Books are cheaper than heroin, but they DO add up....

Amy, Carrie, Chanin and Sarah buy (and read and review) their own stuff. They've been known to shop around from dealer to dealer looking for the best price. If you're interested in slipping them something to try out, just contact us.

Monday, July 18, 2011

Mrs. Frisby and the Rats of NIMH

So I completely forgot to post a review the last time it was my turn to do so.  I don't even remember what distracted me that day.  I'm sure it had something to do with child-rearing, though that's no excuse as we all know reading is way more important than tending to one's own children.  With that thought in mind here's a review of a book you can share with your children and then go rent the movie for them to watch so you can grab a nap.....or read another book.

I picked this book up because the movie was the "retro" pick at a Redbox close to my house.  A long, long time ago I watched said movie and now I can remember certain bits and pieces of it, but at the time I couldn't remember the major plot.  That bothered me.  So I went and got the book.  I make no promises as to how closely the movie and the book resemble one another, though the bits and pieces of the movie that remain in my memory matched up to some of the major plot points in the book.  It's a quick read and certainly worth the time to share with your kids, though there are some definite adult themes here (screwing up the natural order of things, societal norms, class distinctions, know, the light-hearted variety of things).

Mrs. Frisby and friends is kind of like Flowers for Algernon but happier and told from the rodent perspective.  The rats and mice of the story are given life-altering injections at NIMH (National Institute of Mental Health one can assume), but with the effect that they gain intelligence too great to literally contain.  They escape and start the beginnings of their own society once they realize that they can not "go home again" in the sense of living off of other's refuse.  The rats, and the couple of mice that survive the escape, make their way to a farm and begin finding ways to live by their own means.  Mrs. Frisby's late husband Jonathon was one of the mice, and is held in high regard by the rats on the farm.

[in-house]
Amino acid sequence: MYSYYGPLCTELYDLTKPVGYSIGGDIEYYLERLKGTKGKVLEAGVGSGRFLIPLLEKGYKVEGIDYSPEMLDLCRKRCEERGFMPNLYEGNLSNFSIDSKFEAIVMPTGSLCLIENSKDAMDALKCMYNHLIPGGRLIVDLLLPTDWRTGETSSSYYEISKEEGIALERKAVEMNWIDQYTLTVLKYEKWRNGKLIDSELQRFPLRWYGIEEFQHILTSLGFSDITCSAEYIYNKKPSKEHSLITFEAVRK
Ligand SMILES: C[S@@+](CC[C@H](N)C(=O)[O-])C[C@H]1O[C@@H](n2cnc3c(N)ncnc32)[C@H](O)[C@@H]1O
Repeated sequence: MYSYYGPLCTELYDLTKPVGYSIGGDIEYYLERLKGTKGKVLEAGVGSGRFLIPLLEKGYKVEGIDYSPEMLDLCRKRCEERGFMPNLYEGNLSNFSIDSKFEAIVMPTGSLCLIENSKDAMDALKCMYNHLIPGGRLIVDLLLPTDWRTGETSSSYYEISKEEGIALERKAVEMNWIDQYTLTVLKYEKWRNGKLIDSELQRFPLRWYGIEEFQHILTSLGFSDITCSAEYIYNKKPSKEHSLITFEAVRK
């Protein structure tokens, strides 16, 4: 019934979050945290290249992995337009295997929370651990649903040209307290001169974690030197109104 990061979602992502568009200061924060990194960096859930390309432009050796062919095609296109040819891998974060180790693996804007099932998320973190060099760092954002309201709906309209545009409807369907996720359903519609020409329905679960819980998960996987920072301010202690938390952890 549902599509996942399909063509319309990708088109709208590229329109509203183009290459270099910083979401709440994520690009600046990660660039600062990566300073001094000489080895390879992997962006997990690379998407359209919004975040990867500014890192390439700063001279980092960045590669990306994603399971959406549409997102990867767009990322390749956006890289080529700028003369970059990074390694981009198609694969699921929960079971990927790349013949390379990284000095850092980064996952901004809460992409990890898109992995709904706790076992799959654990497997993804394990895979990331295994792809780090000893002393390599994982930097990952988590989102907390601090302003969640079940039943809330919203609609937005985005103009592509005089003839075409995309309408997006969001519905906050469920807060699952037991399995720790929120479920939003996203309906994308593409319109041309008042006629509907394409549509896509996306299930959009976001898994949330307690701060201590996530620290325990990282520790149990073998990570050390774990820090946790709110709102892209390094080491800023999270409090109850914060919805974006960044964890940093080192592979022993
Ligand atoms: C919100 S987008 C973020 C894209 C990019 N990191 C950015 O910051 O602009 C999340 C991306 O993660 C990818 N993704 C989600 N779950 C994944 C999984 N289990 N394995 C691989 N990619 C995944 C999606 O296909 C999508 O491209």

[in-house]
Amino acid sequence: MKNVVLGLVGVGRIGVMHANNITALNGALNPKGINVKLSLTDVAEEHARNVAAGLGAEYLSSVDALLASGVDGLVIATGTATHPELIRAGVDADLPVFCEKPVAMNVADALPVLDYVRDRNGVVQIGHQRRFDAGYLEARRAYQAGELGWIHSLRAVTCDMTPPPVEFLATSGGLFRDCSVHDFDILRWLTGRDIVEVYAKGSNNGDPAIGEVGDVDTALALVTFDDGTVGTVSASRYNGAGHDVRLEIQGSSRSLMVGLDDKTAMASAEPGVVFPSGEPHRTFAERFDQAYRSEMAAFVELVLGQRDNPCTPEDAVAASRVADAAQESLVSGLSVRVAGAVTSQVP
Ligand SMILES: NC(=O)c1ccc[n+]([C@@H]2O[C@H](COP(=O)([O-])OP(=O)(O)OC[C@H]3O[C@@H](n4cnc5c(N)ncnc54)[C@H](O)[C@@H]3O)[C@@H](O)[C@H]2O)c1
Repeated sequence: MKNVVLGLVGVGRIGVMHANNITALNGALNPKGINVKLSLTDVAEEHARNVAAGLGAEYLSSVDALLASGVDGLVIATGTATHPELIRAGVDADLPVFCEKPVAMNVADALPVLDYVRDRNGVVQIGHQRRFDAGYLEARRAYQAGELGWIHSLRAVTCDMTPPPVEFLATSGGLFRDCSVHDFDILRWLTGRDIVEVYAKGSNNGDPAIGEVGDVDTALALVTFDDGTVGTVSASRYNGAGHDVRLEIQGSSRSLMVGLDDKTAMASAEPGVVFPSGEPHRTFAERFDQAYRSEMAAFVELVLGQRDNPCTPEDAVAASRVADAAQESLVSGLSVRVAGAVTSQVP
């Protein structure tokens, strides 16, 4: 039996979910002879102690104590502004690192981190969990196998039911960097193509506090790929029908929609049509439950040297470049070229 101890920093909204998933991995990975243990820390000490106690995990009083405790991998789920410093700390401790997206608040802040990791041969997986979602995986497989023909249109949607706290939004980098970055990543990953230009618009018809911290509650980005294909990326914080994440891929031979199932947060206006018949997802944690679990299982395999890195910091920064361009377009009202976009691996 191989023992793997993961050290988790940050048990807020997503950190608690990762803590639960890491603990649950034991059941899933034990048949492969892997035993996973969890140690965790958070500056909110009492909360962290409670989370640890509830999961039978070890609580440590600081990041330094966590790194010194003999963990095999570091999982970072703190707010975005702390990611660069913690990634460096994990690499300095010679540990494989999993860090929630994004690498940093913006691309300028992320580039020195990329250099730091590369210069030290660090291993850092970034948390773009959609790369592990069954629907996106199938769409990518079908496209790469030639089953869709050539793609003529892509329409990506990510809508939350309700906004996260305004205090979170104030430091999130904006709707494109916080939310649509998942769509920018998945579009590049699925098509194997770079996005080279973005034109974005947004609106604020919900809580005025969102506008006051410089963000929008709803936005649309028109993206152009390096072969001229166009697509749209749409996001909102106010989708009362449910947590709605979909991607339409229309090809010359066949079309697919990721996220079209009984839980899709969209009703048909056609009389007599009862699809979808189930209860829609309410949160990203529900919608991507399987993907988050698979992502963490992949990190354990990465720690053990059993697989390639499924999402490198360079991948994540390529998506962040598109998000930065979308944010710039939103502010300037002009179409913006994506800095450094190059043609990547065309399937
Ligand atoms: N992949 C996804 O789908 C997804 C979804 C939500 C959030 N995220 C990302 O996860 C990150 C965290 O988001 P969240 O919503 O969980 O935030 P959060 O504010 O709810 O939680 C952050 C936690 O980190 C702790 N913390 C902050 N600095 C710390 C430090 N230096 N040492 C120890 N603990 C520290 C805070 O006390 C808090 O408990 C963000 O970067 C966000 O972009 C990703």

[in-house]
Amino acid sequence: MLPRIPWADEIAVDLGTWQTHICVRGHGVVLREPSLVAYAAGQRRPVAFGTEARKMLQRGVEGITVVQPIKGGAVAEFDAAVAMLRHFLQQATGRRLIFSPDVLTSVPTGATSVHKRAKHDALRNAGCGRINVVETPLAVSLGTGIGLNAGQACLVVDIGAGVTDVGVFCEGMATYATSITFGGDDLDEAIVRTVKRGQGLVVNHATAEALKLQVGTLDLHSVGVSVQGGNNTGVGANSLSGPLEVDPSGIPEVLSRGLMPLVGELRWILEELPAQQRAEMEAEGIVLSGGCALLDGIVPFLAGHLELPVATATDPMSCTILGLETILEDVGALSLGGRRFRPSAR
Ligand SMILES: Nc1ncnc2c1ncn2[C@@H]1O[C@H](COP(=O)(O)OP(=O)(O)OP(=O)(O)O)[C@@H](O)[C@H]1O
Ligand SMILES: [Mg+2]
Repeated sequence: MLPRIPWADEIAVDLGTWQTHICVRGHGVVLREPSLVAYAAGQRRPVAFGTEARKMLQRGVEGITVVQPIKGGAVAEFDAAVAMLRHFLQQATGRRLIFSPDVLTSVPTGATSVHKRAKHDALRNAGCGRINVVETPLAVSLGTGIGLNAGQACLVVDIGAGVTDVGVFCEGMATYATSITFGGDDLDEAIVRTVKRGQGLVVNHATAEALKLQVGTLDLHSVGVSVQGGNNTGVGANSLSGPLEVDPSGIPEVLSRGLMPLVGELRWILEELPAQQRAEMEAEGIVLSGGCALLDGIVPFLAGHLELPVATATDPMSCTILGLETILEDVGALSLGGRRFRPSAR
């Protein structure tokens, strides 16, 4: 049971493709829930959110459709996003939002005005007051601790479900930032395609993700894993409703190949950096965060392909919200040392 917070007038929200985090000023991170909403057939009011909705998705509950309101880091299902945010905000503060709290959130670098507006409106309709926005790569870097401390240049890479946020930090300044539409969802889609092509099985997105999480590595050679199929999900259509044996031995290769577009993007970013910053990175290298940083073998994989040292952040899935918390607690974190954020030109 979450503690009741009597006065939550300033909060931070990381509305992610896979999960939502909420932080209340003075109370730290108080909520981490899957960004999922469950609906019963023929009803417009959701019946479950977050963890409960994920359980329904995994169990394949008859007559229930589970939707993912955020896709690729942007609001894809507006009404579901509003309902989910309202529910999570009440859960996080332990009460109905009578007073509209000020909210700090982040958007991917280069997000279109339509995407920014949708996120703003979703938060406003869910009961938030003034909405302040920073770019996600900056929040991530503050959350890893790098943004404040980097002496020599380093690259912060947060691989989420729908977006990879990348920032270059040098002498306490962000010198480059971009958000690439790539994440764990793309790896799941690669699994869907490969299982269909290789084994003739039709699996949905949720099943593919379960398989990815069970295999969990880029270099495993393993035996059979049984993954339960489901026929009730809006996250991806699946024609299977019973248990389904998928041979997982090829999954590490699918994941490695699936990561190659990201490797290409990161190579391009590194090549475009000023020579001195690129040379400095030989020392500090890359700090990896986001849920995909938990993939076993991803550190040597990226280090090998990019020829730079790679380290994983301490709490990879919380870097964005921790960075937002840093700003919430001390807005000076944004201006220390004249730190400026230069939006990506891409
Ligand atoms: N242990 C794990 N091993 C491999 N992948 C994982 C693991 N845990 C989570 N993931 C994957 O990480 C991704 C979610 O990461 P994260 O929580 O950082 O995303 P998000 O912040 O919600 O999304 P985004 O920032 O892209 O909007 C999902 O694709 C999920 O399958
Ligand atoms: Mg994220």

Mrs. Frisby must go to the rats for help when one of her sons falls ill at the time they should be making their migration to the woods.  She finds out many things she didn't know about her husband, hears all about the rats' journey to the farm and their ultimate plan to live on their own, and faces the world's scariest farm cat in the process of moving her cinder block house from one side of a rock to another (this is actually what I remembered from the movie).  There is plenty of action to hold the attention of both kids and adults throughout the book.

Ultimately the rats must leave the farm under less than ideal circumstances. and not everyone makes it to their new home.  Mrs. Frisby and her children are given the time they need for her son to get better and then are able to make their migration to the wooded area for spring and summer.  There are a lot of lessons in this book.  For one, you can't teach rodents to read and then expect them not to read signs to help them escape.  So I'll be putting that project on hold.  Also, garbage does not taste as sweet when you realize it's garbage.  Who knew?  But in my opinion, the real idea is that there are far-reaching and unpredictable consequences to messing with the natural order of things.  Then again, what do I know?  I can't even remember to post a book review.  Pin It

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